In my last blog I discussed how dealers have been using automation to manage internet lead processes. In this blog, I will take it one step further and explain how dealers are using an even more effective method of automation by adding a human element.
In the earliest days of digital retail, dealers struggled with the idea of having an ecommerce site altogether and it wasn't uncommon to see vehicle detail pages void of photos altogether. Dealers learned that having a site for the sake of it and filling it with boring plain text was not yielding the intended results. Dealers quickly learned that a vehicle description alone wasn't enough to captivate users.
Once dealers saw the significance of images in vehicle listings, they purchased digital cameras and would task an employee as the “vehicle photographer.” Of course, at first, they only saw the importance of photographing their pre-owned vehicles, but over time some dealers were photographing each and every vehicle they had on their lot. In the beginning, they may have taken up to 10 pictures of each vehicle, but today’s online vehicle shopper expects anywhere from 30 to 50 shots of every possible angle. Even a small dealership with 100 cars could spend days just taking the pictures alone. Never mind all the time it would take to upload all of those pictures to their website.
As dealers began to look at third-party sites to list inventory, they faced the same problem: listing a vehicle without pictures just wasn’t cutting it so those third-party sites began to require at least one (and later several) pictures in order to list vehicles at all. Dealers saw the most leads generated when they listed those vehicles on multiple sites and all of those included pictures (the more the better.) At first, many third-party listing sites only allowed a few pictures rather than the 30+ pictures the dealership had taken so many dealers reverted to taking less pictures as they felt the time taking pictures was wasted.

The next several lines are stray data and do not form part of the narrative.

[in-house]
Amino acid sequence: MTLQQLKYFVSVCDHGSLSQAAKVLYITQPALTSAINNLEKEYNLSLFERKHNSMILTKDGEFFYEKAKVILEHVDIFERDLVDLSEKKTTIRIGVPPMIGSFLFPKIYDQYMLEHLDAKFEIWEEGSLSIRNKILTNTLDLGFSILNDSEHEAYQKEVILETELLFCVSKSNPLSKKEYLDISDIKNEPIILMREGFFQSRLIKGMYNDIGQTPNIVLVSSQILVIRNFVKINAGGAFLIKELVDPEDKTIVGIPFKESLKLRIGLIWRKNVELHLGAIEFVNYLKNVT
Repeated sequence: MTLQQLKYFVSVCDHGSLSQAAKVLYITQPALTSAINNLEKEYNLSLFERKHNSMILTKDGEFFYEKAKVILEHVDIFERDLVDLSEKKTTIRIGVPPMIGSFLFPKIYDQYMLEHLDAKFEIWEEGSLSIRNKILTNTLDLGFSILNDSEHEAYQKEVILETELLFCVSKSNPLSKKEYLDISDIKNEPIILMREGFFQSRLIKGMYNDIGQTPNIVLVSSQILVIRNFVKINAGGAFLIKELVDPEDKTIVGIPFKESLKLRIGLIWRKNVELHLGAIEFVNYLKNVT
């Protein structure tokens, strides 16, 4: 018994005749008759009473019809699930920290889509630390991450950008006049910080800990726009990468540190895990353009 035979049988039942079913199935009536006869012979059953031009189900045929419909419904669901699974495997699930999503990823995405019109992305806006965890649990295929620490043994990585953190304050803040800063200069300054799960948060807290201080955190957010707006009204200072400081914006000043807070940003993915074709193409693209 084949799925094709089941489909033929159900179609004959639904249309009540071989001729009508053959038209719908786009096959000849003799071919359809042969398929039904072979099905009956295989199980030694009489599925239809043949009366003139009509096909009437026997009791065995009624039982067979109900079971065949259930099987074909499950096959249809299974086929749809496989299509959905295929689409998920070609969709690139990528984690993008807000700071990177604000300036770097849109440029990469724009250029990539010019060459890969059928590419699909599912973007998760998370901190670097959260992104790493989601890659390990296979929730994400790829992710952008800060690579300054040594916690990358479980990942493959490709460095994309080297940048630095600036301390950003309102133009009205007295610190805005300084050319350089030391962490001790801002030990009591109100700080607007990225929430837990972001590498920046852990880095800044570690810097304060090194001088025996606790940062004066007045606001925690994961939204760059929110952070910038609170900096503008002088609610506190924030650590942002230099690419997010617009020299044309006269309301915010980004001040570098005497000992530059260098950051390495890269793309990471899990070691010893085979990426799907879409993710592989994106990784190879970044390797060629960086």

A major problem arose when dealers would expect a salesperson to photograph and write descriptions and spec sheets for each and every vehicle in stock and get them listed on multiple sites as that salesperson was then unavailable to sell cars. All those repetitive tasks were also taking salespeople and BDC agents away from phones and email so customer inquiries were going not responded to or took longer than acceptable to inquiring customers.
And it wasn’t always “just” the salespeople and BDC agents. I know of a large dealer group – in fact one of the largest for its make in the world, that had an executive assistant who was making $75,000 (or so) per year who spent 8 hours of her day manually FTP’ing all of the inventory details – including pricing, pictures, comments, etc. – to every site that their inventory was listed on. That’s a lot of money for a service that “could” have cost them $150 per rooftop and freed up that executive assistant to perform other tasks. With nine rooftops and over 2,000 vehicles in stock between them, the cost would have dropped from the $75,000 per year to $16,200. That’s a huge savings to accomplish the same goal.
The solution, of course, was automation.
Lot service solutions then arose that could take those photos and fire them to multiple vehicle listing sites and the dealer’s website utilizing services like HomeNet. In addition, many syndication solutions started offering custom vehicle descriptions automatically utilizing AI rather than simply providing stock vehicle features bullet points that mimicked the window sticker. This way the process of listing a vehicle with a comprehensive VDP that included pictures and descriptions would only have to be done once through a combination of human and AI and the sales and BDC staff were left to do what they do best. Sell. And the executive assistant could focus on other tasks.
This vehicle listing process cannot be entirely automated. It isn't quite legal for a drone to fly around the country taking pictures of vehicles and if it was, a person would still have to control it and open all the doors and the trunk to get all the pictures needed. You still need a person to use the camera and ensure the vehicle details are accurate and correct.
Automation processes are not limited to lead responses. Dealers have been automating repetitive tasks for decades to ensure higher efficiency and performance – both in sales, service and dealership operations. This was a simple example of not only HOW automation has already been helping dealerships keep up with workloads in customer-to-sales communications but also WHY a dealership should be investigating all of the other roadblocks or stumbling stones that prevent them from performing repetitive tasks faster with accurate results. Automation combined with human intelligence produces the greatest efficiency. One of the best examples of this combination of AI and Human Intelligence is to look at how your dealership manages its vehicle listings.